Swine Flu Quick Facts:
What is Swine Influenza?
Swine Influenza, swine flu, is a respiratory disease of pigs caused by type A influenza virus (H1N1) that regularly causes outbreaks of influenza in pigs. H1N1 viruses cause high levels of illness and low death rates in pigs.
Humans and Swine Flu?
Swine flu viruses do not normally infect humans. However, sporadic human infections with swine flu have occurred. Most commonly, these cases occur in persons with direct exposure to pigs (e.g. children near pigs at a fair or workers in the swine industry). In addition, there have been documented cases of one person spreading swine flu to others.
What are the symptoms of swine flu in humans?
The symptoms of swine flu in people are expected to be similar to the symptoms of regular human seasonal influenza and include fever, lethargy, lack of appetite and coughing. Some people with swine flu also have reported runny nose, sore throat, nausea, vomiting and diarrhea.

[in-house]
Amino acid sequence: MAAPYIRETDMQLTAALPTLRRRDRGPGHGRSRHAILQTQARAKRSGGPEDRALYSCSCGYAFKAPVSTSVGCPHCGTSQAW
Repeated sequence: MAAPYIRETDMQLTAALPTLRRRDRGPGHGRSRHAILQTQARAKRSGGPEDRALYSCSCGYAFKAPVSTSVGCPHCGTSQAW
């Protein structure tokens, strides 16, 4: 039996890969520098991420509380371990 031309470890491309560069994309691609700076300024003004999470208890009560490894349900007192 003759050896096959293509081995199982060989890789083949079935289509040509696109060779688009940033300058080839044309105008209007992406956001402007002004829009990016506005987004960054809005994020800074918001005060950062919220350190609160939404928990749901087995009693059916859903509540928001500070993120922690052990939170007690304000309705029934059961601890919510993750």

Can people catch swine flu from eating pork?
No. Swine influenza viruses are not transmitted by food. You can not get swine influenza from eating pork or pork products. Eating properly handled and cooked pork and pork products is safe. Cooking pork to an internal temperature of 160°F kills the swine flu virus as it does other bacteria and viruses. How can human infections with swine influenza be diagnosed? To diagnose swine influenza A infection, a respiratory specimen would generally need to be collected within the first 4 to 5 days of illness (when an infected person is most likely to be shedding virus). However, some persons, especially children, may shed virus for 10 days or longer. Identification as a swine flu influenza A virus requires sending the specimen to CDC for laboratory testing.
What medications are available to treat swine flu infections in humans?
This swine influenza A (H1N1) virus is sensitive (susceptible) to the neuraminidase inhibitor antiviral medications zanamivir and oseltamivir. It is resistant to the adamantane antiviral medications, amantadine and rimantadine.
The Canadian Public Health Agency precautionary measures include:
- Wash hands thoroughly with soap and warm water, or use hand sanitizer
- Cough and sneeze in your arm or sleeve if you don’t have a kleenex
- Get your annual flu shot
- Stay home if sick
If you are experiencing severe flu-like symptoms, please call Telehealth Ontario at 1-866-797-0000.
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